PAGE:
A new approach brings new hope with the government establishing a new agency to manage the country's fisheries.

Jamie Tuuta, Chair of Te Ohu Kaimoana says it looks to a collaborative, working relationship with the NZ Fisheries unit and hopes it also signals a change of attitudes to Māori fishing rights.      

“Kua kite ake mātou e aro ake ana  te minita kia mātou te Māori me ā mātou take. Ā tōna wā ka kite mātou i ngā hua o te mahi tahi, me tēnei tari, me tēnei kāwanatanga hōu.”

In his address at the launch of NZ Fisheries, Chairman of Te Ohu Kaimoana, he spoke clearly to the minister in charge of this sector to ensure that the mistakes of the previous government were not repeated.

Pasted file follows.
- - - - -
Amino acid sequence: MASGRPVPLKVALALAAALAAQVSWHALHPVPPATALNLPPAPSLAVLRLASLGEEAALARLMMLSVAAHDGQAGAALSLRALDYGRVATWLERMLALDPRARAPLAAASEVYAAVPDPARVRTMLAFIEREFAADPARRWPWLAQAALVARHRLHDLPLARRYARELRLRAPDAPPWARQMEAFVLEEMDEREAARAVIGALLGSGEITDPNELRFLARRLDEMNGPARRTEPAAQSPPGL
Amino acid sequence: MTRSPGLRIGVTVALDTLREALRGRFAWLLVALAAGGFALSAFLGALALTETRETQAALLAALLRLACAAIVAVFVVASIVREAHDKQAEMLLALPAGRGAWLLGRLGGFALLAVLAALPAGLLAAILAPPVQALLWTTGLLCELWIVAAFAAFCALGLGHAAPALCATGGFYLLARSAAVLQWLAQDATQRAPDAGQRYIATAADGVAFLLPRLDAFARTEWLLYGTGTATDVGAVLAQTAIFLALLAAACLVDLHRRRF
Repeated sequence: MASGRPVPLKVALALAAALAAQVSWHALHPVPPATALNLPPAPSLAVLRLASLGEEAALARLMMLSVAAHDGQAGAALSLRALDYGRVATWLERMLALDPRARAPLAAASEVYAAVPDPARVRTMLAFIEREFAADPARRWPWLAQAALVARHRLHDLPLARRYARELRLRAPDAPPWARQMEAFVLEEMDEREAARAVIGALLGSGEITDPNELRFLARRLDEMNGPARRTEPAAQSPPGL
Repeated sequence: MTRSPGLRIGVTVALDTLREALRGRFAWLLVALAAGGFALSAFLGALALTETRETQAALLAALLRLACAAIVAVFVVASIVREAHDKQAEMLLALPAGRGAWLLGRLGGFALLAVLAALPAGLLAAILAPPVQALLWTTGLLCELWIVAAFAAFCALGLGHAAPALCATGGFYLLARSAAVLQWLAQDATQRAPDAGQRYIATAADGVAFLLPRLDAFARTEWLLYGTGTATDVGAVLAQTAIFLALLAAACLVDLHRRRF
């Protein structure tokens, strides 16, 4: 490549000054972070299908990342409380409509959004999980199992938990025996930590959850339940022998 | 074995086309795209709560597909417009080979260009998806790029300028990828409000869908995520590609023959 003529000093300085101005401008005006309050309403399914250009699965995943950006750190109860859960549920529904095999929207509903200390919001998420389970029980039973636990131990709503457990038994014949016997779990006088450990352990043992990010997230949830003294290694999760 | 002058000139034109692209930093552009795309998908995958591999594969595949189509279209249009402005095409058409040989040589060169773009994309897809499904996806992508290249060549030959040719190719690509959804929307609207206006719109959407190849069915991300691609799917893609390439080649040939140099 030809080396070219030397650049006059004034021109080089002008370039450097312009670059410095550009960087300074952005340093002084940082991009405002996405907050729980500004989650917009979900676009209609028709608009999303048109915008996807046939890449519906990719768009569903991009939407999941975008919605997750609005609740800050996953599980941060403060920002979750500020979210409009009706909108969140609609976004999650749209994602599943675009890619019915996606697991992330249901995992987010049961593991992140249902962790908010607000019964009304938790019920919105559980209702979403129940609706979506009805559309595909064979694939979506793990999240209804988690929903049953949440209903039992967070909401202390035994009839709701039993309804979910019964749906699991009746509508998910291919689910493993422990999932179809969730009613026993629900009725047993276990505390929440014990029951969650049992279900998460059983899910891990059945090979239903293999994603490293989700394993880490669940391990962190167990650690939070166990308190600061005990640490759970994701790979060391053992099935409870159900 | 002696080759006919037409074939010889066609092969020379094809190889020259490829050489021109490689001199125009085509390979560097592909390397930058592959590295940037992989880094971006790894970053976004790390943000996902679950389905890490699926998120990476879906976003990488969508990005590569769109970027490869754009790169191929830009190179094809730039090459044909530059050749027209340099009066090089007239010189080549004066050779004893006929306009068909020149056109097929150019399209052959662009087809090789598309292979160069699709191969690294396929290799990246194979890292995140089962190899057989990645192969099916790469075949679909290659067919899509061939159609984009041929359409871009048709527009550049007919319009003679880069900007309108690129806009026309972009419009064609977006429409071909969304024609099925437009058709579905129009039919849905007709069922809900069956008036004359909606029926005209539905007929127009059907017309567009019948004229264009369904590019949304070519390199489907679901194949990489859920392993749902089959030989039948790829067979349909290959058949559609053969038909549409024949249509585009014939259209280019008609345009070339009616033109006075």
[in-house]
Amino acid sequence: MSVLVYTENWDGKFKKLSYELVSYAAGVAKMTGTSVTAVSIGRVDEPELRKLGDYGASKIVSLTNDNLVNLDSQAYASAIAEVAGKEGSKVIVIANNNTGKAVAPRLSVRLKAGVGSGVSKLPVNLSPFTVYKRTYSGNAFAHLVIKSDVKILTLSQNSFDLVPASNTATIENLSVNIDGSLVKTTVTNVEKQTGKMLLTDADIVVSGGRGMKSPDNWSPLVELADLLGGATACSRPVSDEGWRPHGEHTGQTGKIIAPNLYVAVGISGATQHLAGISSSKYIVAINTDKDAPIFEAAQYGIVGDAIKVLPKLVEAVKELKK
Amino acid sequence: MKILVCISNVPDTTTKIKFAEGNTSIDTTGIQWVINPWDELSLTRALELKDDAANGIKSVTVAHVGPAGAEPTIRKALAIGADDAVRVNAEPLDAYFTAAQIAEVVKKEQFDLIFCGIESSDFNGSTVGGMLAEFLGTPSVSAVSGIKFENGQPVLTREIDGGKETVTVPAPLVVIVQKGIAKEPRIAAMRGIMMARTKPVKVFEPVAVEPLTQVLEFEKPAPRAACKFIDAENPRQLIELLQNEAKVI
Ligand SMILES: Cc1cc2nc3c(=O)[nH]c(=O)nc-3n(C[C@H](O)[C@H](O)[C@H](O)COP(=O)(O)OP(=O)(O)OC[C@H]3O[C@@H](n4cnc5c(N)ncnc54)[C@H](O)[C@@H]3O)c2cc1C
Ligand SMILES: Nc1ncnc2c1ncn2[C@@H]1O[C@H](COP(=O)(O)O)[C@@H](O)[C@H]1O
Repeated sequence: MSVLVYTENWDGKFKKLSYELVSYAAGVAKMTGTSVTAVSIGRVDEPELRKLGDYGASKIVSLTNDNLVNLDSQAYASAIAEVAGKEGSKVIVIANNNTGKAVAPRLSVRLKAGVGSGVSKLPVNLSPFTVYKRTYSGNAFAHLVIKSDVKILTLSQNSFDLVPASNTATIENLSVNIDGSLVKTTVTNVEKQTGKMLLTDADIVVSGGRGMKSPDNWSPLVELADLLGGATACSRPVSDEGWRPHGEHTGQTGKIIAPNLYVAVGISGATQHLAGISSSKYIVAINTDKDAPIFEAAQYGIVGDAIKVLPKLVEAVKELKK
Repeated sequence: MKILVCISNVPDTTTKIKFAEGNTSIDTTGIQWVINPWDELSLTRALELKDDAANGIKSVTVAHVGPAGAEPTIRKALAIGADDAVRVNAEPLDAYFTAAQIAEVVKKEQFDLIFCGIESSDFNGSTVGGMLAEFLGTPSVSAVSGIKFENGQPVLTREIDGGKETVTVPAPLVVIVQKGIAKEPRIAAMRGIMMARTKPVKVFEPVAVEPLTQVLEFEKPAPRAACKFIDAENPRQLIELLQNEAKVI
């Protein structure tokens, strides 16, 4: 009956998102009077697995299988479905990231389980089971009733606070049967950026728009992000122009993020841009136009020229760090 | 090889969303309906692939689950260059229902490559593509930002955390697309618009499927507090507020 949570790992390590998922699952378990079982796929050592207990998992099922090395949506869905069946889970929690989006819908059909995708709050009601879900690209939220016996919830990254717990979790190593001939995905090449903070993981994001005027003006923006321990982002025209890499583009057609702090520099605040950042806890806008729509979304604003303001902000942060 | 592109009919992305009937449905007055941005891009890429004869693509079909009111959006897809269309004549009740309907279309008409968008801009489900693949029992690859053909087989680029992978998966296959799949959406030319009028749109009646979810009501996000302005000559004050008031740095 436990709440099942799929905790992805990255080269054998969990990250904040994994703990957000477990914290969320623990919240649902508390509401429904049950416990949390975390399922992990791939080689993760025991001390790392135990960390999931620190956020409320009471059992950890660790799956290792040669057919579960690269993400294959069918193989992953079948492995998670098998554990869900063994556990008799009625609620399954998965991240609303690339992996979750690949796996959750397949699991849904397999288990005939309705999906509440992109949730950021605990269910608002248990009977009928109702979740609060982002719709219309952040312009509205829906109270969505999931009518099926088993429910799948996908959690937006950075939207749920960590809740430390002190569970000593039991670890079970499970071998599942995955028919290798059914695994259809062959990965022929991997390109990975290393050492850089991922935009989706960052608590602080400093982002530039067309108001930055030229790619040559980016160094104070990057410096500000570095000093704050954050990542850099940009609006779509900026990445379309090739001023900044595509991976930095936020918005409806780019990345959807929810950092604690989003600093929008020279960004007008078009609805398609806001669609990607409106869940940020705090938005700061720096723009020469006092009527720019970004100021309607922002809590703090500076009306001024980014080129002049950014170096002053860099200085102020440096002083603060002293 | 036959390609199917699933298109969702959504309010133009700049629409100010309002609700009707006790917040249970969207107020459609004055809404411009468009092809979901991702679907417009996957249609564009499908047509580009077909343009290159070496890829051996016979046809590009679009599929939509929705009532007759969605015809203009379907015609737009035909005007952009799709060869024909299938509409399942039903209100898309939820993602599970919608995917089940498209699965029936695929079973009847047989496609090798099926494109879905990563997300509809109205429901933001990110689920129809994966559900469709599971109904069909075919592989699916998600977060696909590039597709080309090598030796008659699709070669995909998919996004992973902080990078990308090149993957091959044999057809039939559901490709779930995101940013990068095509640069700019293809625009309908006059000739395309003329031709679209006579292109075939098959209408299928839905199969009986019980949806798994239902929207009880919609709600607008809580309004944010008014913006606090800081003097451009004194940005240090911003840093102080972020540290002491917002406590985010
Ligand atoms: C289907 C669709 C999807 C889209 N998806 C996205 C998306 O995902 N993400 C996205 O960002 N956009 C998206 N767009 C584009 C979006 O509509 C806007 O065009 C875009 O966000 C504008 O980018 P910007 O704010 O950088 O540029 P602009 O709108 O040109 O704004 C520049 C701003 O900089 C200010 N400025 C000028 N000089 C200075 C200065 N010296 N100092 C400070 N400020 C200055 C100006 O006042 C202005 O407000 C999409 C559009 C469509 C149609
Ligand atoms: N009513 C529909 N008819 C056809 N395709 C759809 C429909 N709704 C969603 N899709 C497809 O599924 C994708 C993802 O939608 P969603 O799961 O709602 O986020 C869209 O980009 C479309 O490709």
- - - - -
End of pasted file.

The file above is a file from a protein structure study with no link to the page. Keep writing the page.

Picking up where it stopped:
“I roto i ēnei kōrerorerotanga, ko ta mātou kōrero me te minita kia ū kia mau a ia me tēnei tari hou ki ngā mātāpono o te whakaaetanga i waenga i a mātou me te Karauna ka tahi. Ka rua kia whai take tēnei mea te mahi ngātahi o te iwi Māori me te Karauna mō ngā tini a Tangaroa.”

However just last week, CEO of Te Ohu Kaimoana, Dion Tuuta put out a press release in a response to claims in a book on quota management that the Māori fisheries settlement is creating barriers to businesses who want to acquire more quota.

It’s an issue Tuuta says is at the forefront of future talks between Te Ohu Kaimoana and the government.

“Ki a mātou ko te QMS te tauira mō te ao whānui. Nō reira ki a mātou, ki a tātou tahi te mahi nui te whakapai ake te whakapiki ake i ngā āhuatanga o te QMS.”

Despite the facelift, it’s hoped that the unit will embody the aspirations of Māori but also for the benefit of all New Zealanders.

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